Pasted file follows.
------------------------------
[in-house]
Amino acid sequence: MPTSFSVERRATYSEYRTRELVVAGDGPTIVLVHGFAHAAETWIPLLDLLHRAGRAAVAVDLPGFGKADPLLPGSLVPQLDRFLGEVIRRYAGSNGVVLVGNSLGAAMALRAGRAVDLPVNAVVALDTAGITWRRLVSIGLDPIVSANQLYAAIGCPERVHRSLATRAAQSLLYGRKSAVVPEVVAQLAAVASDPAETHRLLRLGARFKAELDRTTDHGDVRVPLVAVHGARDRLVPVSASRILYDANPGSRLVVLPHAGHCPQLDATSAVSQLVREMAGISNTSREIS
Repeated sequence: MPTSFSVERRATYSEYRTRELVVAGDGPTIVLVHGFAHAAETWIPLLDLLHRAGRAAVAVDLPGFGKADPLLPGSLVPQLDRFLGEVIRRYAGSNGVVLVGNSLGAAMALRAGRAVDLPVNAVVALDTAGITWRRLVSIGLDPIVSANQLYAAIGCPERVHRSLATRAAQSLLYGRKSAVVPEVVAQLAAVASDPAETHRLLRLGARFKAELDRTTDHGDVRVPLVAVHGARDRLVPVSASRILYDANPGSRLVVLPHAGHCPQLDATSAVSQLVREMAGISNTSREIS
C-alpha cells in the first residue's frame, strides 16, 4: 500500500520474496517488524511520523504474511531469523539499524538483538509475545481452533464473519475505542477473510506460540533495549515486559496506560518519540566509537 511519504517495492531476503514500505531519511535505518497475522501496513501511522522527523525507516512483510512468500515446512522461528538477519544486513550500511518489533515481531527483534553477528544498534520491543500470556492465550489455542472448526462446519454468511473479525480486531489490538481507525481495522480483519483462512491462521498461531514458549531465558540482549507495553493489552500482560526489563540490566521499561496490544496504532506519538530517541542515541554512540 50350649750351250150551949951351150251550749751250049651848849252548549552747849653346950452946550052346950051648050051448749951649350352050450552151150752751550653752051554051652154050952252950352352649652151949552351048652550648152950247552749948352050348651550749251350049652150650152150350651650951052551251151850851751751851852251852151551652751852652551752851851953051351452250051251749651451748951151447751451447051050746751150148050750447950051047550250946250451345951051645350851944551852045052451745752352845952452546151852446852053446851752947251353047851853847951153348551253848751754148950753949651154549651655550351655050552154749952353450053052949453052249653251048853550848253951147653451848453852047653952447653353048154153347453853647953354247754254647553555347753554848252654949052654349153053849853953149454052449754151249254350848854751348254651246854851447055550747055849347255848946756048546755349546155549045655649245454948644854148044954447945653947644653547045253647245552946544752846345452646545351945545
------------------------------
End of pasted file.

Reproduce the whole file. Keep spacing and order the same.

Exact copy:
[in-house]
Amino acid sequence: MPTSFSVERRATYSEYRTRELVVAGDGPTIVLVHGFAHAAETWIPLLDLLHRAGRAAVAVDLPGFGKADPLLPGSLVPQLDRFLGEVIRRYAGSNGVVLVGNSLGAAMALRAGRAVDLPVNAVVALDTAGITWRRLVSIGLDPIVSANQLYAAIGCPERVHRSLATRAAQSLLYGRKSAVVPEVVAQLAAVASDPAETHRLLRLGARFKAELDRTTDHGDVRVPLVAVHGARDRLVPVSASRILYDANPGSRLVVLPHAGHCPQLDATSAVSQLVREMAGISNTSREIS
Repeated sequence: MPTSFSVERRATYSEYRTRELVVAGDGPTIVLVHGFAHAAETWIPLLDLLHRAGRAAVAVDLPGFGKADPLLPGSLVPQLDRFLGEVIRRYAGSNGVVLVGNSLGAAMALRAGRAVDLPVNAVVALDTAGITWRRLVSIGLDPIVSANQLYAAIGCPERVHRSLATRAAQSLLYGRKSAVVPEVVAQLAAVASDPAETHRLLRLGARFKAELDRTTDHGDVRVPLVAVHGARDRLVPVSASRILYDANPGSRLVVLPHAGHCPQLDATSAVSQLVREMAGISNTSREIS
C-alpha cells in the first residue's frame, strides 16, 4: 500500500520474496517488524511520523504474511531469523539499524538483538509475545481452533464473519475505542477473510506460540533495549515486559496506560518519540566509537 511519504517495492531476503514500505531519511535505518497475522501496513501511522522527523525507516512483510512468500515446512522461528538477519544486513550500511518489533515481531527483534553477528544498534520491543500470556492465550489455542472448526462446519454468511473479525480486531489490538481507525481495522480483519483462512491462521498461531514458549531465558540482549507495553493489552500482560526489563540490566521499561496490544496504532506519538530517541542515541554512540 50350649750351250150551949951351150251550749751250049651848849252548549552747849653346950452946550052346950051648050051448749951649350352050450552151150752751550653752051554051652154050952252950352352649652151949552351048652550648152950247552749948352050348651550749251350049652150650152150350651650951052551251151850851751751851852251852151551652751852652551752851851953051351452250051251749651451748951151447751451447051050746751150148050750447950051047550250946250451345951051645350851944551852045052451745752352845952452546151852446852053446851752947251353047851853847951153348551253848751754148950753949651154549651655550351655050552154749952353450053052949453052249653251048853550848253951147653451848453852047653952447653353048154153347453853647953354247754254647553555347753554848252654949052654349153053849853953149454052449754151249254350848854751348254651246854851447055550747055849347255848946756048546755349546155549045655649245454948644854148044954447945653947644653547045253647245552946544752846345452646545351945545